In order to accomplish any of these goals, however, the Church needed a way to test people’s English ability at the beginning and the end of the program. For this task, they turned to Doctor Cox, who was at that time working in BYU’s English Language Center (E.L.C.).

Cox said, “My area of research is language testing. We’ve been doing a lot with language testing [at] BYU. [At the E.L.C.], I oversaw all of the testing of people that were nonnative English speakers.” Cox has published numerous articles on the subject, as well as being an Oral Proficiency Interview tester and trainer for the American Council of the Teaching of Foreign Language (A.C.T.F.L.). 

The work done in Provo is the perfect complement to the efforts of BYU-Hawaii and BYU-Idaho to create a program on such a large scale. Elder Kim B. Clark, in his address, “CES: The Lord’s Educational System for His Church,” said, “There is a great spirit of cooperation in this work. Out of this will come very powerful learning experiences for literally thousands and thousands of people.”

Cox explained that finding a way to create powerful, accurate assessments that are also low cost is crucial. The placement test at the beginning of the program must be accurate enough to place people according to their abilities but simple enough to be administered online in people’s homes. As for the assessment at the end of the program, Cox explained that it must determine true language ability, as BYU will provide all who pass it a certification of their English language ability to show to employers and educational institutions. Called the E.I.L. (English as an International Language) Certificate, it “will qualify students and prepare them for further employment and . . . education,” explained Elder Clark.

Cox described some of the methods, or item types used in the assessments, such as the lexical-grammatical item type. He explained, “We take a sentence and we eliminate all of the punctuation, capitalization and spacing, and then we have people re-type it. We found that this has been pretty predictive in assessing their writing abilities.” In addition, there are multiple choice, listening, fill in the correct word, error detection and reading comprehension sections.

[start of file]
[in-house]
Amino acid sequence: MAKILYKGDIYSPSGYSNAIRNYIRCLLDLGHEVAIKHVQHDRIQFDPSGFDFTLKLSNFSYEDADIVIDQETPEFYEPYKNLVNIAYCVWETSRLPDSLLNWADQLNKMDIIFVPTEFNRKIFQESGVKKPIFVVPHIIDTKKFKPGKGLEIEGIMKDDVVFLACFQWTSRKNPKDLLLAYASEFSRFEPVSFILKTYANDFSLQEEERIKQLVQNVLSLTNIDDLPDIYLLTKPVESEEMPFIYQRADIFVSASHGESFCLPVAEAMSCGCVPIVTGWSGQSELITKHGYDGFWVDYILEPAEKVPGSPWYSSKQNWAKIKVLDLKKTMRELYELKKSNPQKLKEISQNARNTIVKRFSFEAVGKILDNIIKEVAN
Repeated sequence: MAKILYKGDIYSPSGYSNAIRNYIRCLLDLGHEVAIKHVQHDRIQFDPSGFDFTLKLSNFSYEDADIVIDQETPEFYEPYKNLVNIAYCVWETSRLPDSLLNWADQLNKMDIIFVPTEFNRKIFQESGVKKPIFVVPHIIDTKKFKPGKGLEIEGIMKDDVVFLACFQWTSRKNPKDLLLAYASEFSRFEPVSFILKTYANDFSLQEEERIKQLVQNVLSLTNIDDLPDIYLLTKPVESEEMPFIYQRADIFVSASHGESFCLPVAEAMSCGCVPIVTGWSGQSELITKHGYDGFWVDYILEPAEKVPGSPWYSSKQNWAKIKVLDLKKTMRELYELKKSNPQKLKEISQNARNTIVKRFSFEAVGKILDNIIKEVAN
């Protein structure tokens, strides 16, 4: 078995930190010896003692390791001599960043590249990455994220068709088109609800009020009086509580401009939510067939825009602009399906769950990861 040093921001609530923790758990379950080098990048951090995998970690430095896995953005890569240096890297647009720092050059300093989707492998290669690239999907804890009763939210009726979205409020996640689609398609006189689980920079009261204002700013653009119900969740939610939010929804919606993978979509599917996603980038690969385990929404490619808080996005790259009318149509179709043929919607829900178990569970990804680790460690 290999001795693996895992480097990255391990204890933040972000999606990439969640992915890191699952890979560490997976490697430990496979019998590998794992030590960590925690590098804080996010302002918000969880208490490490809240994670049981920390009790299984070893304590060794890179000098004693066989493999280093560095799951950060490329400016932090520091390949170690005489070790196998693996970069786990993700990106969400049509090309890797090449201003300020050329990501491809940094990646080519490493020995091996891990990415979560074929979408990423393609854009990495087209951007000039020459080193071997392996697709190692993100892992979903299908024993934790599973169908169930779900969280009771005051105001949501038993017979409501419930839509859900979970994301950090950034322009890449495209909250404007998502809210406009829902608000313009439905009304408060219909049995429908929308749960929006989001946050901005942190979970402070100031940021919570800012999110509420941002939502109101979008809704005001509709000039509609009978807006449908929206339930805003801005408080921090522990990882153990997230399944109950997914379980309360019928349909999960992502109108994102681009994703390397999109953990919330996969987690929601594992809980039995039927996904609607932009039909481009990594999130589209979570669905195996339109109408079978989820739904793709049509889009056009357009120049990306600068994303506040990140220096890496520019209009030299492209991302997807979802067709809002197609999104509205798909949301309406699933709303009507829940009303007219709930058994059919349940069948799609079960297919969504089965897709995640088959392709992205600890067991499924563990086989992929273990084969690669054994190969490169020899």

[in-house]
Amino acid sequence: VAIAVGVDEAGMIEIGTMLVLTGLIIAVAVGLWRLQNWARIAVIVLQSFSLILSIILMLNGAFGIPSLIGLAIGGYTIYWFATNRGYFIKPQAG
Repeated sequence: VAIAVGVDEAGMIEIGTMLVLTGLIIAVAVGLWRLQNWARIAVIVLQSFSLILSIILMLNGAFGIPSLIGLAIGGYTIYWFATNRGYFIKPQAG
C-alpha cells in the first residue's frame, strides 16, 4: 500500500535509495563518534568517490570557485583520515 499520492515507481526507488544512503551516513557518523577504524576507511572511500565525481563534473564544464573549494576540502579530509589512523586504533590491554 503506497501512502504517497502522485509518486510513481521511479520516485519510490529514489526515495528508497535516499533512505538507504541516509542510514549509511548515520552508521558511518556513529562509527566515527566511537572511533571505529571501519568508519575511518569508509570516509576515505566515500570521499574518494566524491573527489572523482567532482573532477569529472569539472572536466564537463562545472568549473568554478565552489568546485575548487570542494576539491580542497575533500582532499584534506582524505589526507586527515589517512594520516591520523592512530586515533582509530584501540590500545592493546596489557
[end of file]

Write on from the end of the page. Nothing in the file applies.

Cox discussed the more difficult task of efficiently and cheaply grading the speaking and writing sections of the final assessment. “The speaking part is problematic on the technology end. Audio takes a lot more bandwidth.” Not every Church building or stake center currently has the internet connectivity to support a speaking assessment. The human grading component can also get expensive. Comparative judgment and language processors are two options being researched.

Elder Clark commented, “Assessment tools are absolutely crucial for this effort. [It] turns out that [making low-cost powerful assessments is] extremely difficult. But the folks at BYU and their English Language Center [are] world class in assessment tools for English language instruction. [It is] one of the amazing miracles that has taken place [in the project].”


­—Olivia Madsen (B.A. French language, ’18)

Olivia covers news for the Center for Language Studies for the College of Humanities. She is pursuing a degree in French language with a minor in international development.